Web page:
Stress Management Tips for Nurse Managers
By Elizabeth Marcant, Contributor
Stress can be a real problem for nurses. According to
Becker's Hospital Review, more than 90 percent of nurses say they experience moderate or very high
stress levels on a regular basis. And for nurses in a leadership role, the
normal stress that comes with caring for patients can be compounded by
As a nurse, you probably already know that regular exercise can help you control your stress levels. But check out some
of the other tips on how to manage nursing stress below.
Top 3 Nursing Tips for Stress Management
Stay in the moment and act
Susan Petang is the author of The Quiet Zone - Mindful
Stress Management for Everyday People. She says mindfulness plays a big role in
stress management, especially for people in occupations such as nursing or
"Stay in the moment, and focus on what you're doing
right now," says Petang.
But that doesn't mean to focus in on the negatives. Petang
says to "focus on solving problems rather than being consumed by
them." Nurse managers who are able to approach aspects of their day — from
patient needs to staff issues — in a solution-oriented manner can find way way
to deal with a situation and then move on to their next task. And taking action
rather that putting it off can mean reduced worry about the moment in the
Protect your magnesium level
Carolyne Dean, MD, ND, is the author of Hormone
Balance, The Complete Natural Medicine Guide to Women's Health and The
Magnesium Miracle. She reminds nurses that one result of a higher stress level
is the release of cortisol by the adrenal gland. While this hormonal release is
one of the body's ways of managing stress and related instincts, such as
fight-or-flight, Dean says that "chronically elevated cortisol can cause
negative health effects, including:
High blood sugar
Type 2 diabetes
Fat deposits on the face, neck and belly
But the body's response to stress isn't just limited to
driving up hormones. The body uses magnesium to regulate cortisol levels, and
continued stress means the body is constantly dumping magnesium into the mix to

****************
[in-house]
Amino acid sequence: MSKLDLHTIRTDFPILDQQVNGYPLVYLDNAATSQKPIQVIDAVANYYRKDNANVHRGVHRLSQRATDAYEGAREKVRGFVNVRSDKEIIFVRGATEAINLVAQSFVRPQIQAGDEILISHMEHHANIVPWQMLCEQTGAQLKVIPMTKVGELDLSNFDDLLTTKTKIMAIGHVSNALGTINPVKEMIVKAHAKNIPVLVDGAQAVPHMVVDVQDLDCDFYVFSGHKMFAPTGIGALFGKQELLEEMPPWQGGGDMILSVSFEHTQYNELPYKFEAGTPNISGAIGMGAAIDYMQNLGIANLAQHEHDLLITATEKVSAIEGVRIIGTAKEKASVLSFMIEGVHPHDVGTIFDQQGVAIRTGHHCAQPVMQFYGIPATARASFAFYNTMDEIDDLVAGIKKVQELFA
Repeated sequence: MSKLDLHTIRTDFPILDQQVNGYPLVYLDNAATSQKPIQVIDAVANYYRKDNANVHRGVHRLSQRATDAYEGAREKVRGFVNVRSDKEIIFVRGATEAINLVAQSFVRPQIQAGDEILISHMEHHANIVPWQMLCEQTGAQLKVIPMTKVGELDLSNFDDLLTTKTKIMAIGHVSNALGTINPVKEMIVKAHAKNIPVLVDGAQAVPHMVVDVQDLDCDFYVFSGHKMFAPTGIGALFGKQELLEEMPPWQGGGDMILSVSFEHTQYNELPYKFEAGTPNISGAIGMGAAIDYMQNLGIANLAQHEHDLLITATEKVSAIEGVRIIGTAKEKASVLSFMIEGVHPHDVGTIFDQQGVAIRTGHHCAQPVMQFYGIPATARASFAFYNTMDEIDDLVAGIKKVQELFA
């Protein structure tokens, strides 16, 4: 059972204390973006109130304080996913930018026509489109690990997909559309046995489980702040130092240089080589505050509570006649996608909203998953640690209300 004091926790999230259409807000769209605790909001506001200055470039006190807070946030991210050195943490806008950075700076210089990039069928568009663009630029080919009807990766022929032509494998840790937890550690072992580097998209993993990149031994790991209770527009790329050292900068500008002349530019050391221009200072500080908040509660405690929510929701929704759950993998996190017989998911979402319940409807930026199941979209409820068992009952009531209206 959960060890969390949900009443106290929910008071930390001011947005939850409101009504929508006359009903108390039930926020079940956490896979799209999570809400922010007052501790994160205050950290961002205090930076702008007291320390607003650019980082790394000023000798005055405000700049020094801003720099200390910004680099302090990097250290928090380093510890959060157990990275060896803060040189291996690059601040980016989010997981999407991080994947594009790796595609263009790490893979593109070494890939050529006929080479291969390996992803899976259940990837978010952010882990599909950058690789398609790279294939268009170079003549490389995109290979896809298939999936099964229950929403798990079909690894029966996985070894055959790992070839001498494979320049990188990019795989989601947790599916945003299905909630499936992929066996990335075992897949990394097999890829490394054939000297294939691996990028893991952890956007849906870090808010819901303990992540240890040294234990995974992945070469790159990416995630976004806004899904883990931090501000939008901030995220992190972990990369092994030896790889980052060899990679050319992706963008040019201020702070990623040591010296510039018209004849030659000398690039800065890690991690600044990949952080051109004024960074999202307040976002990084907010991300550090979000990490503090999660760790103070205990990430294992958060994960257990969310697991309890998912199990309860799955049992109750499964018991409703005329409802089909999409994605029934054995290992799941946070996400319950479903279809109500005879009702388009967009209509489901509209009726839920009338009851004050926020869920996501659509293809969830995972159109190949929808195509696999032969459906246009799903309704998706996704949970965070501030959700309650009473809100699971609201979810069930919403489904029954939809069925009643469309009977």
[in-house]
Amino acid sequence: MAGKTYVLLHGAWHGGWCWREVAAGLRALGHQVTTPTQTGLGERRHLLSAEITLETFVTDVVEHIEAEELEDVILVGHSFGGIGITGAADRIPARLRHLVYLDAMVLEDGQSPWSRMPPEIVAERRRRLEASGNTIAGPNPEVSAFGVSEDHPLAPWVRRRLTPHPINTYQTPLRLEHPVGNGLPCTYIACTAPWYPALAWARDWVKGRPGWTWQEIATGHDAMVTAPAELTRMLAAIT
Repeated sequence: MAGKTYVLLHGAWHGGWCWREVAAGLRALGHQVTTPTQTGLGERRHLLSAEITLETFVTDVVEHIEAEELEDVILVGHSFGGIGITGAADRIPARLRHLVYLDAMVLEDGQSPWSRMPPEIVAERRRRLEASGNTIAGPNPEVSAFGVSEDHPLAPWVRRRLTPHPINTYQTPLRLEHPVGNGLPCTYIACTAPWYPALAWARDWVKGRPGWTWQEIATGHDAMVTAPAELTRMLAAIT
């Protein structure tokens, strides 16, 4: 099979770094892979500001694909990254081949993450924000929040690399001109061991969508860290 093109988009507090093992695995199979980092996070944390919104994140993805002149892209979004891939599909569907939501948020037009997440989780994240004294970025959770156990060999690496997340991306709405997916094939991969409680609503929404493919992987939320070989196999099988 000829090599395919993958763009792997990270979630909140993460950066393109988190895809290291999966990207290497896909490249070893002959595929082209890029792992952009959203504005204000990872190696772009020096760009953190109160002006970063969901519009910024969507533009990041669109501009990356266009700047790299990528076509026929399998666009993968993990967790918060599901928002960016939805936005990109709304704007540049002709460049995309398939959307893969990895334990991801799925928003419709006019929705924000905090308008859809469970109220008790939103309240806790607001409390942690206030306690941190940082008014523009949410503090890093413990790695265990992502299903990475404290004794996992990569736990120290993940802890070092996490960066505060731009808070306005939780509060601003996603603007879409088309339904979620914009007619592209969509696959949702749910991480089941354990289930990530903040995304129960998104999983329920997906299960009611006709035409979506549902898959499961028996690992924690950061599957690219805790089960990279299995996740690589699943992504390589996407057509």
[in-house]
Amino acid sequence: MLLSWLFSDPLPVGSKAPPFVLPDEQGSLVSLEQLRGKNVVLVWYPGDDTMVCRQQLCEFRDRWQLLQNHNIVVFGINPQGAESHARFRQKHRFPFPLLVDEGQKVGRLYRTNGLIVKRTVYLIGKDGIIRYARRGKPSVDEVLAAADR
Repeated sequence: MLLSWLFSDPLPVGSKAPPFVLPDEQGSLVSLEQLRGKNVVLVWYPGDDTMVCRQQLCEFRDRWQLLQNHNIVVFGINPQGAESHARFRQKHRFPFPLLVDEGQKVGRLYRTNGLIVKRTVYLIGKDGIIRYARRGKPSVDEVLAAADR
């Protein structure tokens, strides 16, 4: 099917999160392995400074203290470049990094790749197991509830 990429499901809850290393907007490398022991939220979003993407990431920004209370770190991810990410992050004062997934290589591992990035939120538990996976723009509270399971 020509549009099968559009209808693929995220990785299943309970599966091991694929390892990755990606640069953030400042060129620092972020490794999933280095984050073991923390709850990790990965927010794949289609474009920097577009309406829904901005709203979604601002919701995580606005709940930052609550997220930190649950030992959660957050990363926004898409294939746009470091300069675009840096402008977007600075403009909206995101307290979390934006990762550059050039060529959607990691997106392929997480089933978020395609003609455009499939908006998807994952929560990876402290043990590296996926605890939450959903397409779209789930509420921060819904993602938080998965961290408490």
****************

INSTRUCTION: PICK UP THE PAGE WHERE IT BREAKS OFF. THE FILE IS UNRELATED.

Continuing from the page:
keep your nervous system in the right zone. The goal of the body is to ramp you
up to the ability to cope with stressful situations without creating more
stress and anxiety.
"When the body is stressed – and it can be for a
dozen different reasons," says Dean, "our magnesium reserves dump
this crucial mineral into our blood stream and we immediately become one of
those people blessed with the ability to cope. We are both calm and alert. Our
co-workers and friends think it’s just who we are but it’s really how much
magnesium we have in reserve."
Dean says that the constant release of magnesium, however,
depletes the body's reserves of this critical stress management mineral. She
notes, "Physical and emotional stress as well as junk food, caffeine and
alcohol all deplete the body of magnesium."
She recommends that nurses keep tabs on their magnesium
levels and supplement as necessary.
"Not all forms of magnesium are easily absorbed by
the body," says Dean. "That's why I recommend a picometer-ionic form
of magnesium, smaller in diameter than the body's cell mineral ion channels. It
will completely absorb into cells when mixed with hot or cold water and sipped
at work or at home throughout the day will relieve a nursing managers stress
levels and will not cause a laxative effect like most other forms of
Find the balance
Balance isn't just important when it comes to mineral
levels. Petang says it's important for nurses managers to think positively
whenever possible. "Find wonder, amazement, and gratitude for every
moment. There is always something, even if only that you have the strength to
She also says that "stuff happens" and all
nurses — and especially supervisors — must learn when to let things go.
"Forget about what should or ought to happen — focus on what is happening," says Petang.
Obviously, nurse managers must take a balanced approach to
this philosophy. You can't be lackadaisical with patient care, but if staff is
going above and beyond quality care expectations, then you may need to avoid
battles about minor preferences in other areas of the work place to best manage
Ultimately, a nurse management job is never going to be
without stress. But following some of these nursing tips can help you manage
yours for a longer and more successful career. You can also discover more nurse stress management tips that work.